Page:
In many instances, parents do not have money to invest on the child and they rely heavily on big sponsors, says Dipika Malik, 22, a wrestling coach and referee. “Earlier we had the ghee-doodh ki pehalwani (wrestling fed on milk and clarified butter). Now it is a must to consume protein supplements. Every food item is adulterated,” says Dipika, who hails from the village of Olympic medal winner Yogeshwar Dutt.

Dipika says that as wrestling becomes more popular among rural girls, it is also slowly changing social ideas about how boys and girls should interact. Neetu, a Dalit wrestler and winner of three medals, attests to this view. She says her father is comfortable with the idea that she trains together with boys. “Sometimes, when there are no girls around, we even jostle in the ring with boys. There is no rok tok (objection),” says Neetu.

Coach Sandeep says there has not been any untoward incident in his academy so far. However, the spectre of sexual violence and harassment is always looming there. He cautions parents of girls who accompany them. “They have to reach early morning and leave in the evening. I ask them to not travel alone,” he says.

Four wrestlers, two of them girls, from hiss academy have been selected for the upcoming Khelo India Youth Games in Bhopal. Kasandi takes pride in its female wrestlers. Baljeet Bhanwara, a village elder, says: “All girls who have gone international in wrestling are from rural areas of Haryana. Cities don’t give their girls the required time. We ensure our girls get what it takes to excel.”

Jagmati Sangwan, a leftist–feminist activist, herself an international volley ball player, says the inclusion of women in wrestling in this rural space challenges stereotypes of beauty and femininity. However, she feels more needs to be done to improve the infrastructure.  “Girls in wrestling are mostly from rural areas. But there are no facilities for them near their villages. The families need to find safe rented apartments for the girls in towns and cities. The entire time the parents worry about the safety of their girls,” says Sangwan.

Devika Siwach, an activist from Rohtak, a major wrestling belt in Haryana, says that despite the persisting challenges, including patriarchy, it is a remarkable feat that parents from rural Haryana are supporting their daughters to wrestle. “Anyone can send their child for higher education. But to train her for wrestling in an atmosphere where girls are not allowed to venture out on their own and their every move is under surveillance, and a hundred questions asked of parents… that is something else,” she says.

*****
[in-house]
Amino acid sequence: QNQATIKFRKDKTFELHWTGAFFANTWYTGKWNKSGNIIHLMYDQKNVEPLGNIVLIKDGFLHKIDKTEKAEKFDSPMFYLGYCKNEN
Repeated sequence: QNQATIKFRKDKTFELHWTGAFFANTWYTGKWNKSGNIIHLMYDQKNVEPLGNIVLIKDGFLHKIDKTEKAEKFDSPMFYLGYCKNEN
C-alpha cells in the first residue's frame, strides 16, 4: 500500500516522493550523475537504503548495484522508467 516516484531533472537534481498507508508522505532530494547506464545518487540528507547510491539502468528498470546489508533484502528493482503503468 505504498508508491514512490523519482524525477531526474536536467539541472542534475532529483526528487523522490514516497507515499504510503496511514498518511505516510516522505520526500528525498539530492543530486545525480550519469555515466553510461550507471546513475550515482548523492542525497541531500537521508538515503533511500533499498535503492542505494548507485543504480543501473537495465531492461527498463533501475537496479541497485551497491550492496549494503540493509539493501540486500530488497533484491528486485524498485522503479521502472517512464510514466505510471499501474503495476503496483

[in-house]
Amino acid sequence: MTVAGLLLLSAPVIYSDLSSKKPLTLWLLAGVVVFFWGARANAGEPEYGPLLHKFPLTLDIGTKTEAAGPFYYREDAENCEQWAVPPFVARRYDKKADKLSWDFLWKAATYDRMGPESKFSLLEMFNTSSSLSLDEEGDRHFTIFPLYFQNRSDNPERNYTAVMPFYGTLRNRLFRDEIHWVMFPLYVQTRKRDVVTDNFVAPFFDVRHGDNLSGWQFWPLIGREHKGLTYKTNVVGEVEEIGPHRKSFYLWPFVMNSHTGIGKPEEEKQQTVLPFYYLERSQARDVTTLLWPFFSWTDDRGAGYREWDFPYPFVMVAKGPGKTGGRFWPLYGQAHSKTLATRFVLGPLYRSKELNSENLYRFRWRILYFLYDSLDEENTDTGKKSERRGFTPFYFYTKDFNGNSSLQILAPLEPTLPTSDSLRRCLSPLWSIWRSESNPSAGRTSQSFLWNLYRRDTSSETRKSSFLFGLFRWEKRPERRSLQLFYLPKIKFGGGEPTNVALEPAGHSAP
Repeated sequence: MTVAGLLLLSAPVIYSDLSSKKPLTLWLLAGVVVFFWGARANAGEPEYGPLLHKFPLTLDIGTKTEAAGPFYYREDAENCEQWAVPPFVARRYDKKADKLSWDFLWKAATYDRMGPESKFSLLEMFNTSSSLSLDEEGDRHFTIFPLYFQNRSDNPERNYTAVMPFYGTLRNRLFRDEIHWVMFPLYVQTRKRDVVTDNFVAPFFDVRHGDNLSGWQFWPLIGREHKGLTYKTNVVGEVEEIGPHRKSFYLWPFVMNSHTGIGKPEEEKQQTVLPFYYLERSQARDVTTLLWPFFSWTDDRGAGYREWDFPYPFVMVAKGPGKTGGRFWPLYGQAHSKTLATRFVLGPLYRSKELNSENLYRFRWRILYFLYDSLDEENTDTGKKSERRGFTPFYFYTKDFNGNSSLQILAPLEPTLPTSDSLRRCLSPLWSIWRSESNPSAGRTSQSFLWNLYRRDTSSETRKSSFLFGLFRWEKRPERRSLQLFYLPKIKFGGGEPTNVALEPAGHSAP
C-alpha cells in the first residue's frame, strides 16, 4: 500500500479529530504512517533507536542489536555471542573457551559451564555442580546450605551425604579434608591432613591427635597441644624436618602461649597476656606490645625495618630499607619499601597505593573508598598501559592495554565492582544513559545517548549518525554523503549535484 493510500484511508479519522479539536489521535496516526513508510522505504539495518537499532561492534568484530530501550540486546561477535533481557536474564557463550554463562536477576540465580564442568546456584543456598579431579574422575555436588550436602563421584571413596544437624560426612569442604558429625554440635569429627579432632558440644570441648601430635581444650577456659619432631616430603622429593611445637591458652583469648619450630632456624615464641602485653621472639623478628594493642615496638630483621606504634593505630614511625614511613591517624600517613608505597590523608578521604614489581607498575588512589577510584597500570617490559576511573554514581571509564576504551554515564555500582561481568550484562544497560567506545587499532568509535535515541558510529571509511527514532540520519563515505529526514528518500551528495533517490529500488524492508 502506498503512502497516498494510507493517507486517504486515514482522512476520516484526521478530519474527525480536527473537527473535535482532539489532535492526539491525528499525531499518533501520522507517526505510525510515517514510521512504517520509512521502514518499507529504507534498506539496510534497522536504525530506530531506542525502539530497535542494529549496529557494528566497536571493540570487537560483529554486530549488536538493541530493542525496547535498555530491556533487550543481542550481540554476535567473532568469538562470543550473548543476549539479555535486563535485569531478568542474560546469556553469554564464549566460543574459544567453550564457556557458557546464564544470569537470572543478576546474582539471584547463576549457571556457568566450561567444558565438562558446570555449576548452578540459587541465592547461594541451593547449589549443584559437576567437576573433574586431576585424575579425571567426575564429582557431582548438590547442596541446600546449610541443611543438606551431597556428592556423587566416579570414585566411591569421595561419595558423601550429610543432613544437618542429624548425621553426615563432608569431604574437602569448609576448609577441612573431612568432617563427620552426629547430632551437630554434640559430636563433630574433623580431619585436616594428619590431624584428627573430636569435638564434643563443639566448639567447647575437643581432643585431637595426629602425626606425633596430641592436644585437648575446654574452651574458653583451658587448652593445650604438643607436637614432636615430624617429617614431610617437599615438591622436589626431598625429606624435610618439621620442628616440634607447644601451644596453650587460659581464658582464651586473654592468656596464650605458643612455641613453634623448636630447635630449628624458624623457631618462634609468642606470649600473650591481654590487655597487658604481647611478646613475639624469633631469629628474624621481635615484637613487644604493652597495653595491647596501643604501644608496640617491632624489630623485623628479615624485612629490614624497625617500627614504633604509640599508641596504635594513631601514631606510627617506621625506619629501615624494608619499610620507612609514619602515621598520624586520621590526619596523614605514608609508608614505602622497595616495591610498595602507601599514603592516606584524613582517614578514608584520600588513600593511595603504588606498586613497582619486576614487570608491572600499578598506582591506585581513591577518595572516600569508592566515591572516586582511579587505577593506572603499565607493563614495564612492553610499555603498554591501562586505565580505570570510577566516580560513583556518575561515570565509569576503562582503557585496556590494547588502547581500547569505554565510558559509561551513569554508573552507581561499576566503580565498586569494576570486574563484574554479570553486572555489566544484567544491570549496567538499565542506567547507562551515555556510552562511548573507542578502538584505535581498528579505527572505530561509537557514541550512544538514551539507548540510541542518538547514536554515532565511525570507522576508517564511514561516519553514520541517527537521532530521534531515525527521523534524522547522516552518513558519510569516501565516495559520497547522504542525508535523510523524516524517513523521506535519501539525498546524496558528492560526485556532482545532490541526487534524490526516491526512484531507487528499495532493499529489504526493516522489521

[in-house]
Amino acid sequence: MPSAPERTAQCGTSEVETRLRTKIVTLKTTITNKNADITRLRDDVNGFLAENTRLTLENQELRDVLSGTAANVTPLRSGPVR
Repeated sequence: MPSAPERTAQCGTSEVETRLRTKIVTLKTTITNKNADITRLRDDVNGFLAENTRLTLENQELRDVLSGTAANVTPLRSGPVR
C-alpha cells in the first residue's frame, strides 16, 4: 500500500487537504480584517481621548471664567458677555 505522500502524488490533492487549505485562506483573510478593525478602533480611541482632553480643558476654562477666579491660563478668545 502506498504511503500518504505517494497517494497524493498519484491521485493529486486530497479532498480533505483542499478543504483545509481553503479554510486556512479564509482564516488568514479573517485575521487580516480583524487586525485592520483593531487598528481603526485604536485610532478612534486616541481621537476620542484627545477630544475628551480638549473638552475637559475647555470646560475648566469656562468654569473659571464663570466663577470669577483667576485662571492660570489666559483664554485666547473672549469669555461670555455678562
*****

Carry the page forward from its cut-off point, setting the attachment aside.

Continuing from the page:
Activist Sunil Jaglan, who started the famous ‘selfie with daughter’ campaign in the state, however, says the larger patriarchal perception about women and sports persists. Only the ultra-achievers are hailed, he stresses. Jaglan points out that the prize money for dangals organised for women is much less than that for male events, which are also more frequent. “It is still not that easy for someone to send their daughter for wrestling. If a couple has the option of both a boy and a girl, they usually prefer the son when it comes to a wrestling career,” says Jaglan

A telling, illustrative comment on a state where the sex ratio at birth is still among the worst, though it has improved over the years, touching 916 in mid-2022. With  rampant gender-based oppression and male chauvinism, as elsewhere in the country, it is normalised for women to stay behind a purdah and wear loose-fitting clothes. Not only does the state fare poorly in crimes against women, khap panchayats, a traditional collective of clans, have also been notorious for issuing oppressive diktats. For instance, in 2013 a khap in Jhajjar ruled that girls above 10 not be allowed to wear jeans. In 2018, another khap banned mobile phones to prevent women from eloping. There are numerous instances of ‘honour’ killings in which young couples have been killed for marrying a man of their choice, for example, Manoj and Babli from Kaithal, who were killed in 2007.

(This appeared in the print edition as "WRESTLING Their Way to Freedom")

Omar Rashid in Sonepat